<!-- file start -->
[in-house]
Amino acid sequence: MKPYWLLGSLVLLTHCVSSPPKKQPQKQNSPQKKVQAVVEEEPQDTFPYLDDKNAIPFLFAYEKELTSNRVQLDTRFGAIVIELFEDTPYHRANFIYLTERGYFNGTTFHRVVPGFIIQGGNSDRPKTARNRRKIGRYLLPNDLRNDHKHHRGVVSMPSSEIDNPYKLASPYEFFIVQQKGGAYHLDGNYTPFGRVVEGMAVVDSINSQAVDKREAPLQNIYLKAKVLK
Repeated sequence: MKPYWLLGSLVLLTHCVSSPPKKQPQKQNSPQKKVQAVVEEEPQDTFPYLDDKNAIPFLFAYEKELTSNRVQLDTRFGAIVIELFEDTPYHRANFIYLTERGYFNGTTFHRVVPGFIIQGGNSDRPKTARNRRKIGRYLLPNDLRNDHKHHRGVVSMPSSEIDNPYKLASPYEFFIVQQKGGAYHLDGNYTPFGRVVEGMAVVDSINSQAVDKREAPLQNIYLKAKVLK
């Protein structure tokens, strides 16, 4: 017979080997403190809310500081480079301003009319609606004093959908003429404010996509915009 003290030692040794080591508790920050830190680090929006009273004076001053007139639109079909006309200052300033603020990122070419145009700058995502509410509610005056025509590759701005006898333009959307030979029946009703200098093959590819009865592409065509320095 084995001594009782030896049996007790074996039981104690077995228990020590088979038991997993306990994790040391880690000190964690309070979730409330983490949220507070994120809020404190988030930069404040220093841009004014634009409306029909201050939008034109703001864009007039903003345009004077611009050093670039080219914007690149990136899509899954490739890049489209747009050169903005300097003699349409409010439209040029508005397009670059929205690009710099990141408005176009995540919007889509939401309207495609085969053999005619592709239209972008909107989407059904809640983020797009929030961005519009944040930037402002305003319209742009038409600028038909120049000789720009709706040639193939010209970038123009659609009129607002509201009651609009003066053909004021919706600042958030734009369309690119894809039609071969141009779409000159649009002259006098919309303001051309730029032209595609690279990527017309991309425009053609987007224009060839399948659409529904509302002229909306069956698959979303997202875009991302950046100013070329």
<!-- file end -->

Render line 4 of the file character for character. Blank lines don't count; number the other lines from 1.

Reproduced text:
């Protein structure tokens, strides 16, 4: 017979080997403190809310500081480079301003009319609606004093959908003429404010996509915009 003290030692040794080591508790920050830190680090929006009273004076001053007139639109079909006309200052300033603020990122070419145009700058995502509410509610005056025509590759701005006898333009959307030979029946009703200098093959590819009865592409065509320095 084995001594009782030896049996007790074996039981104690077995228990020590088979038991997993306990994790040391880690000190964690309070979730409330983490949220507070994120809020404190988030930069404040220093841009004014634009409306029909201050939008034109703001864009007039903003345009004077611009050093670039080219914007690149990136899509899954490739890049489209747009050169903005300097003699349409409010439209040029508005397009670059929205690009710099990141408005176009995540919007889509939401309207495609085969053999005619592709239209972008909107989407059904809640983020797009929030961005519009944040930037402002305003319209742009038409600028038909120049000789720009709706040639193939010209970038123009659609009129607002509201009651609009003066053909004021919706600042958030734009369309690119894809039609071969141009779409000159649009002259006098919309303001051309730029032209595609690279990527017309991309425009053609987007224009060839399948659409529904509302002229909306069956698959979303997202875009991302950046100013070329």